Screening Anchor Text in Contact Form Spam

I wrote a blog post last year about “How to Stop Contact Form Spam” and it seems to do the job to weed out the bots from hitting your form processing script automatically and submitting a bunch of spam. However, it looks like one of my websites is getting hit manually by a person or script – they are filling out all of the required fields with a valid-formatted email address and actually clicking the submit button to access the confirmation page. However, they are flooding the “Message” textarea box with thousands of pharmaceutical words, some of which are hyperlinked to their spam sites. The most logical way I can think of to combat these spammers is to screen out all submissions that have keywords in the anchor text of any links submitted. I don’t want to disallow URLs completely, but only those that contain custom anchor text. I’ve Googled variations of “anchor text contact form spam” but have come up with nothing.

So I will need to figure out how to do this myself, either with PHP and/or JavaScript. I DON’T WANT TO USE A CAPTCHA or any other question to check if it’s a human or not, because there’s a very good chance that it is a human! If anybody has any suggestions, please leave them in the comments!!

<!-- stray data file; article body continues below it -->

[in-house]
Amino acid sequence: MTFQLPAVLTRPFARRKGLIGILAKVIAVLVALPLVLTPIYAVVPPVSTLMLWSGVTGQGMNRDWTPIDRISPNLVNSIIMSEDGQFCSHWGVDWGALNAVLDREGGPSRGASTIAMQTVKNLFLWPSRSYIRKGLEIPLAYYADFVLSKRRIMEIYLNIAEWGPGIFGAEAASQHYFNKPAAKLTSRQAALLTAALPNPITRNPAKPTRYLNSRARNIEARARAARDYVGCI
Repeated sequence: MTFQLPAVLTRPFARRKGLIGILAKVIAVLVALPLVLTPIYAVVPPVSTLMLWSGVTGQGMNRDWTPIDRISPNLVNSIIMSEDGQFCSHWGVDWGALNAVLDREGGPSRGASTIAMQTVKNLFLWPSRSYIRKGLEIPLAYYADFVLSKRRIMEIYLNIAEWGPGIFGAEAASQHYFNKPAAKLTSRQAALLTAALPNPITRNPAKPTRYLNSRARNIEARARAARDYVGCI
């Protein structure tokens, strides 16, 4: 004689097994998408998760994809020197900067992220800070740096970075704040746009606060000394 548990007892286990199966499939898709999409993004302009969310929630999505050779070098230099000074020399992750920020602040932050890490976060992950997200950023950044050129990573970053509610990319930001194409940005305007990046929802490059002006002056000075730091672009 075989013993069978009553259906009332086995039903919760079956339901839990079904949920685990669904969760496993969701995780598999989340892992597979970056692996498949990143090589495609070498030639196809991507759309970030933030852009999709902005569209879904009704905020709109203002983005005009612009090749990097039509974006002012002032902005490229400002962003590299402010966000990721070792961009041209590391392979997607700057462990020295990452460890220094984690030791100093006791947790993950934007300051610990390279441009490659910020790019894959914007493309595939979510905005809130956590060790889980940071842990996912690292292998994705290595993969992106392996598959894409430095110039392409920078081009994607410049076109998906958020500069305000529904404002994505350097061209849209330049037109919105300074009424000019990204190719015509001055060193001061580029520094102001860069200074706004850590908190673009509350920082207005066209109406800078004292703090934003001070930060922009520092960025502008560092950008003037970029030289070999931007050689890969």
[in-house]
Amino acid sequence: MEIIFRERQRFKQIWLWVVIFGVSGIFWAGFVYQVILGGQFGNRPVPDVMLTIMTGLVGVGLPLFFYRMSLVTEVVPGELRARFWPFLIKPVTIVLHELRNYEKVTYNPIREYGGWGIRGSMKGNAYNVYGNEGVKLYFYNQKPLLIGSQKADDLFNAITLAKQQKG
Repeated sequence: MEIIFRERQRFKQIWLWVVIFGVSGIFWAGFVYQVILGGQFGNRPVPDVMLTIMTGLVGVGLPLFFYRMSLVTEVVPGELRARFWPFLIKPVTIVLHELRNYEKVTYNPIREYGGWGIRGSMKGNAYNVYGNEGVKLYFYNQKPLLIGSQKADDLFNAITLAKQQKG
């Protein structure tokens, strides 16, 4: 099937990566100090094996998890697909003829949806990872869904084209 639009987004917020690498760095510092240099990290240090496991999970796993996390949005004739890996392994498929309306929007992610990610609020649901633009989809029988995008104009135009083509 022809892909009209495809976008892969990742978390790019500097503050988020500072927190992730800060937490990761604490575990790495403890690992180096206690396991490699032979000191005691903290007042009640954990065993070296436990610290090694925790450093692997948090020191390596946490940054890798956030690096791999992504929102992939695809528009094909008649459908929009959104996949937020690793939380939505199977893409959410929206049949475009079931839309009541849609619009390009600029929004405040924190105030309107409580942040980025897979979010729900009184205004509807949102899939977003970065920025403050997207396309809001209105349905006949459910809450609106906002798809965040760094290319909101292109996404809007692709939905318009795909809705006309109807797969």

3 Responses to “Screening Anchor Text in Contact Form Spam”

  1. michael on August 23rd, 2009 12:21 am

    Maybe str_replace() for php or replace() for js? Build an ongoing array of keywords that get replaced with whitespace or just removed all together.

    Preg_match/Regex and replace whatever spam char patterns you’re seeing the most?

    Im amazed someone is putting in the effort to manually spam a contact form.

    Awesome blog!

  2. admin on August 25th, 2009 6:13 pm

    Hey Michael, thanks for the tips. I will give it a whirl and post any progress on the blog.

    And I agree that it’s ridiculous that somebody would manually spam a contact form. It’s probably a script/bot that is manually filling out the form with valid information and actually clicking the submit button and actually viewing the confirmation page. It seems like it is a neverending battle against the spammers…

    Thanks for the comments!

  3. MrP on October 15th, 2009 6:55 am

    You could may be limit the number of allowed hyperlinks (or external http references) within the message textbox to say 5 (or even less) to prevent ‘flooding’. In addition to your CSS-hidden control, you could also time how long it has taken the user/robot to complete the form. Less than a few seconds and again it is likely to be a robot.

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